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Anne Dalke's picture

trying on accessories

I agree that the story Paul told a few weeks ago was strangely a-social. And I think that we must (and mostly do) attend to each other more than that story acknowledged.

I also think that describing love as one of several late products/constructions of a particular quite restricted branch of a more general evolving system, of principal interest/concern in a contemporary human context doesn't really distinguish it from any of the things--form, meaning, aesthetics--which are already on the table/in the air in this discussion. My understanding is that we are explicitly focusing, in these conversations, on what happens to emerging systems once conscious form-and-meaning-makers get involved in the process. And it seems to me that love, like aesthetics, is one of the significant meanings we make out of such forms....

So I want to try my hand @ re-telling this story in a different set of words (we'll see where it goes, but I think also) to a different end. It's about what happens when the (seemingly?) contradictory needs of solitude and social life war against each other (n.b. the recent review of Gail Collins' new book, When Everything Changed: The Amazing Journey of American Women from 1960 to the Present--which (evidently) showcases both all feminism has been able to do, and some of what is not (yet) accomplished: "It is not easy to attentively raise your children while holding down a good and demanding job. Feminism did not remake the world of relationships....Feminism did not resolve the conflicting desires for passion and domesticity, familiarity and romance...").

I agree that we started in relationship. In the primordial soup, everything was related to everything else. But I would say that, out of that web of affiliation, individual organisms emerged, who separated out, trying (among other things) to distinguish themselves from one another. I'm not @ all sure, in that evolving process, that "we" all were actually looking for "more stable interactions." To jump forward a few eons, love, as it was practiced in my family and home town, certainly did not involve "a distinctive openness to new possibilities," but precisely the opposite: a neophobic clinging to what was known.  Love, in that time and place (and I'd hazard in most times and places) wasn't about seeking "forms of interaction as yet unexplored," but rather the security of predictable interactions. And so (in reaction), some of us (okay, me: leaving the rural South) became neophiliacs--moving away from what was known, in an eager search for what was new, different, surprising.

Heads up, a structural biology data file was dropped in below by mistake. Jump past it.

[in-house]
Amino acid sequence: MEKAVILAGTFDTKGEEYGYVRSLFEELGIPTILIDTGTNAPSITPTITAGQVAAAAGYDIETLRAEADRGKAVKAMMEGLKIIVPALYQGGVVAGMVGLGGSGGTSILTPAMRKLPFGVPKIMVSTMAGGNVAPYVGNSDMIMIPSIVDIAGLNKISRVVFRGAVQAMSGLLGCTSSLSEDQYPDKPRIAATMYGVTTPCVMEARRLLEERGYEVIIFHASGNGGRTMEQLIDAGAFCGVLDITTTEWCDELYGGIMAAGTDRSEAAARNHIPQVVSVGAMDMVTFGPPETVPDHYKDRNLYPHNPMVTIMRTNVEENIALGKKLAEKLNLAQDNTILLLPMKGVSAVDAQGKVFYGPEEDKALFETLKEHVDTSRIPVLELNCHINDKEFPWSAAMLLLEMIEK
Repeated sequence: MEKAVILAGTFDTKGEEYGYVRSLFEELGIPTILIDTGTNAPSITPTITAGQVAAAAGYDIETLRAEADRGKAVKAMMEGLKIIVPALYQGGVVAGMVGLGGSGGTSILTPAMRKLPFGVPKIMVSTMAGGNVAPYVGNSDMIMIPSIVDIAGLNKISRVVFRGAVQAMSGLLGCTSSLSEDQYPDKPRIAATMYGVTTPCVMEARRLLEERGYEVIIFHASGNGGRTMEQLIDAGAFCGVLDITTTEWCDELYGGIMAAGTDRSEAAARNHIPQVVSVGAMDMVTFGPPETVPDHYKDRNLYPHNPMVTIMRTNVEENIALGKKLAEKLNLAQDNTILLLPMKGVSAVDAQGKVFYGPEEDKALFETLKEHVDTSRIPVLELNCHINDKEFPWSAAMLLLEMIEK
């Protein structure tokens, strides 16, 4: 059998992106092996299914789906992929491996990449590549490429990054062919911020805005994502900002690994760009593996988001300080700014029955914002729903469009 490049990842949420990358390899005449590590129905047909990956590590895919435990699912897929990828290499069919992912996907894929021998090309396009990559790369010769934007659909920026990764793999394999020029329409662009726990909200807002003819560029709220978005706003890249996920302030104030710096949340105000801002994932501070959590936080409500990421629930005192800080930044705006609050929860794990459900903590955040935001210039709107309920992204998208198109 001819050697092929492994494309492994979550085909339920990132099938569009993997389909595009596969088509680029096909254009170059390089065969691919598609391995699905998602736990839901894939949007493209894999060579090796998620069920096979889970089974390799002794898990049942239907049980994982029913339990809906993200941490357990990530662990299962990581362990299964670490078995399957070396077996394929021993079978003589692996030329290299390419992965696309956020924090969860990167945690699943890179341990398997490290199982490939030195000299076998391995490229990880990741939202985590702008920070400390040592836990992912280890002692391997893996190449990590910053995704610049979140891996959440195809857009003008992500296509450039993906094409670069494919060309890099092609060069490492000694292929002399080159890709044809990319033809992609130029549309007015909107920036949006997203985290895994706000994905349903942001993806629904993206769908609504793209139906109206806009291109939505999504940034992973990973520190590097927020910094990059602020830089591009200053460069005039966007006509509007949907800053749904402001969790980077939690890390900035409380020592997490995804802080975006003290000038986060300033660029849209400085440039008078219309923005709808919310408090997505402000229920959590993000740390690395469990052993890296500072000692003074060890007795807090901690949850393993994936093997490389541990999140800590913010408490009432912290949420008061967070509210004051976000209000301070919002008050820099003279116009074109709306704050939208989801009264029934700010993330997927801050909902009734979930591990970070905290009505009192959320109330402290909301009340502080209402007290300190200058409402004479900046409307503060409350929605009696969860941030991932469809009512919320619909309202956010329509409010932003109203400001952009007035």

It is that past that makes me a little skittish about (most) calls for community; I have too much experience w/ the costs of affiliation. In a few weeks, I'll be hosting the visit to campus of Kate Bornstein, a performance artist and transgender activist in whose various books I have been finding good company. I've just finished her Gender Outlaw, which argues for the importance of humor in social change, suggesting that

"the fool became a fool by flexing the rules, the boundaries of the group, and this is antithetical to the survival dynamic of most groups. A group remains a group by being inflexible; once it stretches its borders, it's no longer the same group. A fool, in order to survive, must not identify long w/ any rigidly-structured group....A fool is indeed foolish who serves a special interest...."

It is those special interests which solidify most groups, and (always, always) create their outsides. 

And it is in this context that I've found Alice's recent musings about "color"--about the intriguing notion of mosaics as both making fragments, and thereby opening new spaces among them--especially interesting. They seem to me directly related to her description of our looping between singularity and connection, autonomy and affiliation. What these images of colorful mosaics suggest to me is that the more we insist on our fragmentation, the more we take our separation from one another as a starting point, the more we need to work on our affiliations, on the connections between us. If we start instead @ the other "end" of the loop (=@ a different place on the loop), in the primary-ness of our affiliations (which is my starting place), then what? Then, I betcha, we'd most likely be pulling apart, insisting on individuality.

Kate Bornstein again, this time from the beginning of My Gender Workbook, which describes her "identity and fashion" as "based on collage. You know--a little bit from here, a little bit from there? Sort of a cut-and-paste thing. And that's the style  of this book. It's a transgendered style....the more fluid my identity has become...the more playful and less dictatorial my my fashion has become--as well as my style of self-expression....That's how I shift from one phase of my life to the next--first I try on the accessories."

So: that's the way we all go, shifting from one (individual, social, global, planetary, extra-terrestrial) phase of life to the next.

Trying on accessories. Collage-like.

(from Forms are Converes of Meaning)



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